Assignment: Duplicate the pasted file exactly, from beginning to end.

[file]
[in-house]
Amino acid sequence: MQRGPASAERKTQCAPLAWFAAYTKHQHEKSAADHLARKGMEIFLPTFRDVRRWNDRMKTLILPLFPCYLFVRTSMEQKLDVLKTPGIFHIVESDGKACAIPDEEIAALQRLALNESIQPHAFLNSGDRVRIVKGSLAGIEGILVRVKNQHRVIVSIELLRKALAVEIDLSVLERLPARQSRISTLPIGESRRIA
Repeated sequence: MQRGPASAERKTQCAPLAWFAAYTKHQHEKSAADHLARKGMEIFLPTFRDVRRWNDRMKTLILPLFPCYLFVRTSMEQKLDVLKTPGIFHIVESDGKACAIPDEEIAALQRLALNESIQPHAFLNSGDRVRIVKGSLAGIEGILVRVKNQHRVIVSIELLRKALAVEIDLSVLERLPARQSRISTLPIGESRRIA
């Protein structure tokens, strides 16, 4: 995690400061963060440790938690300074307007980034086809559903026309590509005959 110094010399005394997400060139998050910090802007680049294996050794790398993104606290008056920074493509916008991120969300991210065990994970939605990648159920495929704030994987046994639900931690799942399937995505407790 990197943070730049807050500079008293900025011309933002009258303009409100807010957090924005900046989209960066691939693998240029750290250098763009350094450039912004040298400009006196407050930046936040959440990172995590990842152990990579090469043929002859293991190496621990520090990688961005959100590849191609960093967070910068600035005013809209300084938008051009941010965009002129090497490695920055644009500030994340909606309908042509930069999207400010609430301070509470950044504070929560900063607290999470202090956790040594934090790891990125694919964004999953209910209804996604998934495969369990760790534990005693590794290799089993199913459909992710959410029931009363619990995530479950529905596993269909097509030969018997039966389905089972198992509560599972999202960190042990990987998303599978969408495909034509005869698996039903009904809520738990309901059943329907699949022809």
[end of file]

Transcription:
[in-house]
Amino acid sequence: MQRGPASAERKTQCAPLAWFAAYTKHQHEKSAADHLARKGMEIFLPTFRDVRRWNDRMKTLILPLFPCYLFVRTSMEQKLDVLKTPGIFHIVESDGKACAIPDEEIAALQRLALNESIQPHAFLNSGDRVRIVKGSLAGIEGILVRVKNQHRVIVSIELLRKALAVEIDLSVLERLPARQSRISTLPIGESRRIA
Repeated sequence: MQRGPASAERKTQCAPLAWFAAYTKHQHEKSAADHLARKGMEIFLPTFRDVRRWNDRMKTLILPLFPCYLFVRTSMEQKLDVLKTPGIFHIVESDGKACAIPDEEIAALQRLALNESIQPHAFLNSGDRVRIVKGSLAGIEGILVRVKNQHRVIVSIELLRKALAVEIDLSVLERLPARQSRISTLPIGESRRIA
């Protein structure tokens, strides 16, 4: 995690400061963060440790938690300074307007980034086809559903026309590509005959 110094010399005394997400060139998050910090802007680049294996050794790398993104606290008056920074493509916008991120969300991210065990994970939605990648159920495929704030994987046994639900931690799942399937995505407790 990197943070730049807050500079008293900025011309933002009258303009409100807010957090924005900046989209960066691939693998240029750290250098763009350094450039912004040298400009006196407050930046936040959440990172995590990842152990990579090469043929002859293991190496621990520090990688961005959100590849191609960093967070910068600035005013809209300084938008051009941010965009002129090497490695920055644009500030994340909606309908042509930069999207400010609430301070509470950044504070929560900063607290999470202090956790040594934090790891990125694919964004999953209910209804996604998934495969369990760790534990005693590794290799089993199913459909992710959410029931009363619990995530479950529905596993269909097509030969018997039966389905089972198992509560599972999202960190042990990987998303599978969408495909034509005869698996039903009904809520738990309901059943329907699949022809």